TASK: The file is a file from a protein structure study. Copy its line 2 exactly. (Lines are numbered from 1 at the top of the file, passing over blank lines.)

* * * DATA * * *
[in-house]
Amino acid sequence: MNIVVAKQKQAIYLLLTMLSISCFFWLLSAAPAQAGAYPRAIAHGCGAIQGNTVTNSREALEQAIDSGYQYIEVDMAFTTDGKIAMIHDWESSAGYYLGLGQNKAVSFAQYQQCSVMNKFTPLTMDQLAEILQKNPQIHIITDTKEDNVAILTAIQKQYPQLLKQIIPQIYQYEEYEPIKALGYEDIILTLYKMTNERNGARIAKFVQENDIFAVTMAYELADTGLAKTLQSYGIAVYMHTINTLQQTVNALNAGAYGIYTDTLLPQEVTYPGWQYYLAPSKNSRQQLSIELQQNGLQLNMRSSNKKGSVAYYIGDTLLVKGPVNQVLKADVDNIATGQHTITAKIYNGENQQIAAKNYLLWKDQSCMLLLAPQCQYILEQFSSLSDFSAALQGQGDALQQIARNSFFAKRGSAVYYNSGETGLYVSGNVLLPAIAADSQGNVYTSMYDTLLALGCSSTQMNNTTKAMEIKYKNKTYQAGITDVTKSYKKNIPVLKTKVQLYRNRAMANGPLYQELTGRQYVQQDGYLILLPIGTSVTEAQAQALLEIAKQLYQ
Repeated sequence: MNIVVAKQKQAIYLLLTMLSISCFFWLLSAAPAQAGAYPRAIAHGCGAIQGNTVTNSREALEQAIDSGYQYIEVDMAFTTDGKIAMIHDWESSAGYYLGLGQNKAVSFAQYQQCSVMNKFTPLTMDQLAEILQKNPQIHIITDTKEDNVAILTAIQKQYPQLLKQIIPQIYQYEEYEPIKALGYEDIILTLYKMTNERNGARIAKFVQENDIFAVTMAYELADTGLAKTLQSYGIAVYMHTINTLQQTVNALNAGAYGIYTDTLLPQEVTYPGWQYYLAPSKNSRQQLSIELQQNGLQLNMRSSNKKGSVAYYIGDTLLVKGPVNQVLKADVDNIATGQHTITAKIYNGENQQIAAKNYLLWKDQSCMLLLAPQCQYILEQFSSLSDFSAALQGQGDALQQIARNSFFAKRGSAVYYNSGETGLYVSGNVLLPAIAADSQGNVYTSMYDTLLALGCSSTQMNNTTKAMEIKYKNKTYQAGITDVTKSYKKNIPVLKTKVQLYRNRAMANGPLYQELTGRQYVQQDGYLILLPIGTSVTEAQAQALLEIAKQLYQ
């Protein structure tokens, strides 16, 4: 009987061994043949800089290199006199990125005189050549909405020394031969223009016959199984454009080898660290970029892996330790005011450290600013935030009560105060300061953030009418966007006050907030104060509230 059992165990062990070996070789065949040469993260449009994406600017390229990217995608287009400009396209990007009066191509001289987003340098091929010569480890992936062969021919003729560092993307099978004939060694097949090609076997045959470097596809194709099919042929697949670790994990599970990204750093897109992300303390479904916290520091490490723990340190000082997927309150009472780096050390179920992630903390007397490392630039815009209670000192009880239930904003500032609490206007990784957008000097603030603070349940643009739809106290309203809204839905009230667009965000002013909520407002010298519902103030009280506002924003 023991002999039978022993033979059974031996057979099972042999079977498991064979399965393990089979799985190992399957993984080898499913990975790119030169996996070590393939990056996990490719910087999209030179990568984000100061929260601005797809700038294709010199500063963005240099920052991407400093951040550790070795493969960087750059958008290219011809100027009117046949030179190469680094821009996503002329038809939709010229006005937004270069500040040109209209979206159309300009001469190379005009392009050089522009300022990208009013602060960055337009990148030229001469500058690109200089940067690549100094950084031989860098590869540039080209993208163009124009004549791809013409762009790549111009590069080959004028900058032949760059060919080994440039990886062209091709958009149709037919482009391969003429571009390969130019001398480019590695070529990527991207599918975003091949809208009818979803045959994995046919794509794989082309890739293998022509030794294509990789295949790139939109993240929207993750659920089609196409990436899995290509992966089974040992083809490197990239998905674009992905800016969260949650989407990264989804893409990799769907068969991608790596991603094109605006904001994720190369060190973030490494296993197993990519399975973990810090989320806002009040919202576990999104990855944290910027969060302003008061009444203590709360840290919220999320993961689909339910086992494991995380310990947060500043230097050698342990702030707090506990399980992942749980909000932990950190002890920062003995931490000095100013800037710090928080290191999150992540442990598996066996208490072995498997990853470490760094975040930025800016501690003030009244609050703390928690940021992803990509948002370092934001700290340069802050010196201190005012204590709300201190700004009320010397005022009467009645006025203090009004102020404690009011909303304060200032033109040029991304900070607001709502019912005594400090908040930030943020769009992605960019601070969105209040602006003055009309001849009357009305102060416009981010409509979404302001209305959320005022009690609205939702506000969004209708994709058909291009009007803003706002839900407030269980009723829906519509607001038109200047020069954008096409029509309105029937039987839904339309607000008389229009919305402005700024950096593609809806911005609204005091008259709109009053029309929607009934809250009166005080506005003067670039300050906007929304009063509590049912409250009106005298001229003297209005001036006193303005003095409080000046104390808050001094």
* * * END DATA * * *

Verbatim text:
Amino acid sequence: MNIVVAKQKQAIYLLLTMLSISCFFWLLSAAPAQAGAYPRAIAHGCGAIQGNTVTNSREALEQAIDSGYQYIEVDMAFTTDGKIAMIHDWESSAGYYLGLGQNKAVSFAQYQQCSVMNKFTPLTMDQLAEILQKNPQIHIITDTKEDNVAILTAIQKQYPQLLKQIIPQIYQYEEYEPIKALGYEDIILTLYKMTNERNGARIAKFVQENDIFAVTMAYELADTGLAKTLQSYGIAVYMHTINTLQQTVNALNAGAYGIYTDTLLPQEVTYPGWQYYLAPSKNSRQQLSIELQQNGLQLNMRSSNKKGSVAYYIGDTLLVKGPVNQVLKADVDNIATGQHTITAKIYNGENQQIAAKNYLLWKDQSCMLLLAPQCQYILEQFSSLSDFSAALQGQGDALQQIARNSFFAKRGSAVYYNSGETGLYVSGNVLLPAIAADSQGNVYTSMYDTLLALGCSSTQMNNTTKAMEIKYKNKTYQAGITDVTKSYKKNIPVLKTKVQLYRNRAMANGPLYQELTGRQYVQQDGYLILLPIGTSVTEAQAQALLEIAKQLYQ